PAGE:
- To sever is to separate or to cut or slice something.
- When someone's hand is caught in a machine and is cut off, this is an example of a situation where he severs his hand.
- When you cut off ties to a friend who was unkind, this is an example of a situation where you sever all ties.
- to separate; make or become distinct; divide: severed from his family by the war
- to part or break off, as by cutting or with force; cut in two: to sever a cable, to sever all relationship
Origin of severMiddle English severen ; from Old French sevrer, severer ; from Vulgar Latin an unverified form seperare ; from Classical Latin separare, to separate
transitive verbsev·ered, sev·er·ing, sev·ers
- To cut off (a part) from a whole: severed the branch from the tree.
- To divide into parts; break or interrupt: sever a cord; severed the army's supply lines.
- To break up (a relationship, for example); dissolve. See Synonyms at separate.
Origin of severMiddle English severen, from Anglo-Norman severer, from Vulgar Latin *sēperāre, from Latin sēparāre; see separate.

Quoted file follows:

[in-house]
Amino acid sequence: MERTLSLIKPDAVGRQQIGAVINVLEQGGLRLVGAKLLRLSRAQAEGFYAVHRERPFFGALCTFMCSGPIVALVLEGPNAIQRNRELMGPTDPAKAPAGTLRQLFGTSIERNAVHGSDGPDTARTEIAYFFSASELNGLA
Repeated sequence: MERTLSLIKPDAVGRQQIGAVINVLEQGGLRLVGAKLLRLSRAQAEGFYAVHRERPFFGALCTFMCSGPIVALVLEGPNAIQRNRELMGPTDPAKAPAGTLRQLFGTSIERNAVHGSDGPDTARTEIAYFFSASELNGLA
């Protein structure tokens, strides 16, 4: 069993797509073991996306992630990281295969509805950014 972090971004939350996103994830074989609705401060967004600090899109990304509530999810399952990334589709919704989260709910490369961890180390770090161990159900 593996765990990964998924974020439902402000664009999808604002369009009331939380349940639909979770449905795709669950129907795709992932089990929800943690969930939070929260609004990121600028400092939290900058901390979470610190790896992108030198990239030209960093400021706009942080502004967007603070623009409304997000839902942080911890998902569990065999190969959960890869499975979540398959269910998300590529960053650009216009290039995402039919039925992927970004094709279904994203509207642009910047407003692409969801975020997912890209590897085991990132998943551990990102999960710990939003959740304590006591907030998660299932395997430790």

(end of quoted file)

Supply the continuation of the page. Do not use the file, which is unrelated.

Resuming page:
(third-person singular simple present severs, present participle severing, simple past and past participle severed)
- To cut free.
- After he graduated, he severed all links to his family.
- to sever the head from the body
- (intransitive) To suffer disjunction; to be parted or separated.
- (intransitive) To make a separation or distinction; to distinguish.
- The Lord shall sever between the cattle of Israel and the cattle of Egypt. â€” Ex. ix. 4.
- They claimed the right of severing in their challenge. â€” Macaulay.
- (law) To disunite; to disconnect; to terminate.
- to sever an estate in joint tenancy
From Middle English severen, from Old French sevrer, from Latin separare (â€œto separateâ€), from se- (â€œapartâ€) + parare (â€œprovide, arrangeâ€).